Patterns of Global Terrorism 1996 - Argentina
|Publisher||United States Department of State|
|Author||Office of the Coordinator for Counterterrorism|
|Publication Date||1 April 1997|
|Cite as||United States Department of State, Patterns of Global Terrorism 1996 - Argentina, 1 April 1997, available at: http://www.refworld.org/docid/468106fac.html [accessed 25 November 2015]|
|Disclaimer||This is not a UNHCR publication. UNHCR is not responsible for, nor does it necessarily endorse, its content. Any views expressed are solely those of the author or publisher and do not necessarily reflect those of UNHCR, the United Nations or its Member States.|
During 1996 the Argentine Government continued its investigation into the bombing in 1994 of the Argentine Jewish Mutual Association (AMIA) in which 86 persons were killed and about 300 were injured. In July the investigating judge ordered the arrest of one former and three current police officers from Buenos Aires Province. On the basis of leads developed after the 1995 arrest of Carlos Telleldin, accused of involvement in illegally obtaining the van used in the bombing, these officers were charged with possession of that van and were accused of being part of a police extortion ring that received the van as part of a down payment on an extortion debt owed by Telleldin. The policemen, however, have not been charged with complicity in the AMIA attack. The Argentine Government throughout the year reaffirmed its commitment to resolve this case and established a special congressional commission to follow and assist the court's investigation.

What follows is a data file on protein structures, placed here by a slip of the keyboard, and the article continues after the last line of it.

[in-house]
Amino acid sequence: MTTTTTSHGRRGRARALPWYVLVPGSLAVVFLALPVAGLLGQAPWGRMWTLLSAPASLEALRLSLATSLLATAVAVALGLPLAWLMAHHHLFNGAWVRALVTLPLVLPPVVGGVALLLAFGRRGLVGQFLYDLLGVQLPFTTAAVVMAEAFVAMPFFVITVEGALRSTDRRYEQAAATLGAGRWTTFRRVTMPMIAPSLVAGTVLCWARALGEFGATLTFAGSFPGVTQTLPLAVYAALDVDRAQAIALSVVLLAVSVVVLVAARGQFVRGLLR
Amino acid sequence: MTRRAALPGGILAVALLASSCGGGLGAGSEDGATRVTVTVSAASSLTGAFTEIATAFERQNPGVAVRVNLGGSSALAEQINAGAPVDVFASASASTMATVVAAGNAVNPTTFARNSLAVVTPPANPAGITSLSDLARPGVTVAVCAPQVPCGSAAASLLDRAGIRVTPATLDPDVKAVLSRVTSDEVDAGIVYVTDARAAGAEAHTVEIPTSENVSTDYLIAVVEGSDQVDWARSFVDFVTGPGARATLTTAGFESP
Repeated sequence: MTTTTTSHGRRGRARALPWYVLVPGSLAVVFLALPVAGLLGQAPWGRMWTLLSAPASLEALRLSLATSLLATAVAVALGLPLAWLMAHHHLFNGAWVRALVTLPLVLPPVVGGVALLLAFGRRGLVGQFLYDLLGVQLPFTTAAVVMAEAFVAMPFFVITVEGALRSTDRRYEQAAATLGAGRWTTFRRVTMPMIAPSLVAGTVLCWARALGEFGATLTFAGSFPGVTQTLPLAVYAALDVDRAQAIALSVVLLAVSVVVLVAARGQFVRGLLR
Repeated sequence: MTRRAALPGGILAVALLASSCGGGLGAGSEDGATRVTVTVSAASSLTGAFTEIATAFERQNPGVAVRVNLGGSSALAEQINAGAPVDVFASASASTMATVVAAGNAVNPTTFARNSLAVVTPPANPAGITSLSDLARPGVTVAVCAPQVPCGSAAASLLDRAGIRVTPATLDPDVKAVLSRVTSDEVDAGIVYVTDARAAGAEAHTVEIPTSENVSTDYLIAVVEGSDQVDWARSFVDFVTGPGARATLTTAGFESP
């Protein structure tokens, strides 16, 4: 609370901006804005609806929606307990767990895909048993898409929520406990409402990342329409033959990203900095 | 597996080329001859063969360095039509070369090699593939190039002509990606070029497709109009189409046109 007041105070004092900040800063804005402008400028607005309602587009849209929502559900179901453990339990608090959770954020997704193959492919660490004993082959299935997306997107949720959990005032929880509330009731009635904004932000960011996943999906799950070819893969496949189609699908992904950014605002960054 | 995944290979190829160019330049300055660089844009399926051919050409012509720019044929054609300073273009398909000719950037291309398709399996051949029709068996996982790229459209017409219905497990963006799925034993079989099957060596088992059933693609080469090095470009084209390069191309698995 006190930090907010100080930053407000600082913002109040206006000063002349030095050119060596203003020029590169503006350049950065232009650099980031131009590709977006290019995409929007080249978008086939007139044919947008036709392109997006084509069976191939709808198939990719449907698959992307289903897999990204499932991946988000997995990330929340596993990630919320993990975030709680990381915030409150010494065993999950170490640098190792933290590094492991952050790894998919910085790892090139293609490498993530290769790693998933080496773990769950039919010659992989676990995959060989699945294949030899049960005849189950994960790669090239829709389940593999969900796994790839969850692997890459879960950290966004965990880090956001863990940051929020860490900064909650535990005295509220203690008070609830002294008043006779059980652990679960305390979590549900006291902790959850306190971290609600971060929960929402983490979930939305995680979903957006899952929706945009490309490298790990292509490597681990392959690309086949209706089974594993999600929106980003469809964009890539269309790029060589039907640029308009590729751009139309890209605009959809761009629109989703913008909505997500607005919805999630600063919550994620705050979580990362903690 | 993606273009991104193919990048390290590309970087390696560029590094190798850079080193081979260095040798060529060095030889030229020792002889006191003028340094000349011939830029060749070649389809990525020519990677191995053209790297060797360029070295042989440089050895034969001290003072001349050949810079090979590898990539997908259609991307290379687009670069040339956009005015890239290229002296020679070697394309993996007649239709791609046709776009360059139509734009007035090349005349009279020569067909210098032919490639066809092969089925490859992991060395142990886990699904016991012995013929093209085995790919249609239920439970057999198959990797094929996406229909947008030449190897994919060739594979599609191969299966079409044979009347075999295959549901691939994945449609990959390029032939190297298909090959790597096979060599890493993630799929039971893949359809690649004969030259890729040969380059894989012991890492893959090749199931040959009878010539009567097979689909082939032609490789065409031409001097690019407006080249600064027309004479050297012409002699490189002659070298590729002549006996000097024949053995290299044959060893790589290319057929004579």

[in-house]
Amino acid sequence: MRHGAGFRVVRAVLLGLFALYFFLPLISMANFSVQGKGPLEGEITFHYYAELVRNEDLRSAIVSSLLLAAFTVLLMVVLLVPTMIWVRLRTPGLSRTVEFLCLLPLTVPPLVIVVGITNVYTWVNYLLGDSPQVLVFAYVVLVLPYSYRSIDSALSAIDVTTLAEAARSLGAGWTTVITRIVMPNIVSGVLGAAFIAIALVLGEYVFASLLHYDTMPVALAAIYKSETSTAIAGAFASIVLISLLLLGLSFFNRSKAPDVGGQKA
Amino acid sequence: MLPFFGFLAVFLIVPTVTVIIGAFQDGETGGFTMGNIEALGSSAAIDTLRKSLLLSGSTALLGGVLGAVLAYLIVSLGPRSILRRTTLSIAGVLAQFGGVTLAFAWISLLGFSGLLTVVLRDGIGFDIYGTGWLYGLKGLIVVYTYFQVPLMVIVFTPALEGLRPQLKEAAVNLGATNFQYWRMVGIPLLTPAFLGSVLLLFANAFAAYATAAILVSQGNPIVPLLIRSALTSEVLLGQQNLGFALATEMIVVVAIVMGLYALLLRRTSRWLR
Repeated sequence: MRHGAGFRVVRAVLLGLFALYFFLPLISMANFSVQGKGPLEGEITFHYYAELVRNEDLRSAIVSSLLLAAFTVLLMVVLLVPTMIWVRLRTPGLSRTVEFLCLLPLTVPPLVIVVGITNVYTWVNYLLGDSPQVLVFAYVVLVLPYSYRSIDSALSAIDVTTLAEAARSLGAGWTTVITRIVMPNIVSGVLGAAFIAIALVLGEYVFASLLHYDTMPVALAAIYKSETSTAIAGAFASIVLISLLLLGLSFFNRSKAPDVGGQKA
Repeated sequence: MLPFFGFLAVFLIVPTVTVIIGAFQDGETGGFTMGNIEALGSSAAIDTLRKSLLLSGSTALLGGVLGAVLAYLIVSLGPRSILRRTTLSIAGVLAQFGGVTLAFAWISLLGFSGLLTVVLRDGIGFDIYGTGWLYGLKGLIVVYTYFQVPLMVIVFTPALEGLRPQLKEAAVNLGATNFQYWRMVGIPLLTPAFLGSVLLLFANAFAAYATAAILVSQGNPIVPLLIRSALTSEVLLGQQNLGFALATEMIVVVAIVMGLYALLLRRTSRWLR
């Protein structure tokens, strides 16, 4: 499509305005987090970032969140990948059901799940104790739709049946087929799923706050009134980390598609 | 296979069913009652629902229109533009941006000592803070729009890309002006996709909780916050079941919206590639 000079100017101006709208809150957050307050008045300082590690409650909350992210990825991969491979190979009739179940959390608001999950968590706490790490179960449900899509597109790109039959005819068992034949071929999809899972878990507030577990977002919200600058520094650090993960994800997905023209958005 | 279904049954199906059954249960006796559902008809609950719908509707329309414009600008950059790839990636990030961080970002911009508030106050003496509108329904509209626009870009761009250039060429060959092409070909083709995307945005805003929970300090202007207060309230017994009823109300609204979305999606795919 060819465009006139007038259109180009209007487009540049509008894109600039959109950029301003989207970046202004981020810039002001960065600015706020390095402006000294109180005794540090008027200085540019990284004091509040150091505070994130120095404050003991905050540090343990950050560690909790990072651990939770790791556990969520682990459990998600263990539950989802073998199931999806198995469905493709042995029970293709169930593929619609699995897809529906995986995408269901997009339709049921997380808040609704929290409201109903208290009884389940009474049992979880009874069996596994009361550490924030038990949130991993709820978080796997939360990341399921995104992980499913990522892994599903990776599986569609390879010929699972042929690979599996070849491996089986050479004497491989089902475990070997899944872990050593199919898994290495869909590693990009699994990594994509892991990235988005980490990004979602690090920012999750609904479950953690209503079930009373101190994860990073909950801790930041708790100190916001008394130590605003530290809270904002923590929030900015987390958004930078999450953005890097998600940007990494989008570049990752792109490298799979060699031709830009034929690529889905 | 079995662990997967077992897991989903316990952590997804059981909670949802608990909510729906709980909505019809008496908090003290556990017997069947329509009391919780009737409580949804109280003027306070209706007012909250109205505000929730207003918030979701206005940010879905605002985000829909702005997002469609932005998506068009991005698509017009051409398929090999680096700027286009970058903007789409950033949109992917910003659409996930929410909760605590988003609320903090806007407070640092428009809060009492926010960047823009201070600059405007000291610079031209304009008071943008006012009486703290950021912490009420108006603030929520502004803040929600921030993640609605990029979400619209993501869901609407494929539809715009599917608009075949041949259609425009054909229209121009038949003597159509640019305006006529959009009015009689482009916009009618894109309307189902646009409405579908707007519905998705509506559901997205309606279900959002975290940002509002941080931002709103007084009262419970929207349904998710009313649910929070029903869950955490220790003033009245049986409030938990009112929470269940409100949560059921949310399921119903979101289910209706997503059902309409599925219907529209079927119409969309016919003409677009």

The Supreme Court's investigation into the March 1992 bombing of the Israeli Embassy in Buenos Aires failed to develop new leads. Interior Minister Carlos Corach on 27 November increased from $2 million to $3 million the reward offered to develop new leads in the investigations of the 1992 and 1994 bombings.
The Interior Minister negotiated and began implementing border security measures with Brazil and Paraguay to help address the growing security concerns in the "triborder" area where the frontiers of Paraguay, Argentina, and Brazil meet. Argentina adopted a machine-readable passport as part of its program to control the improper use of its passports.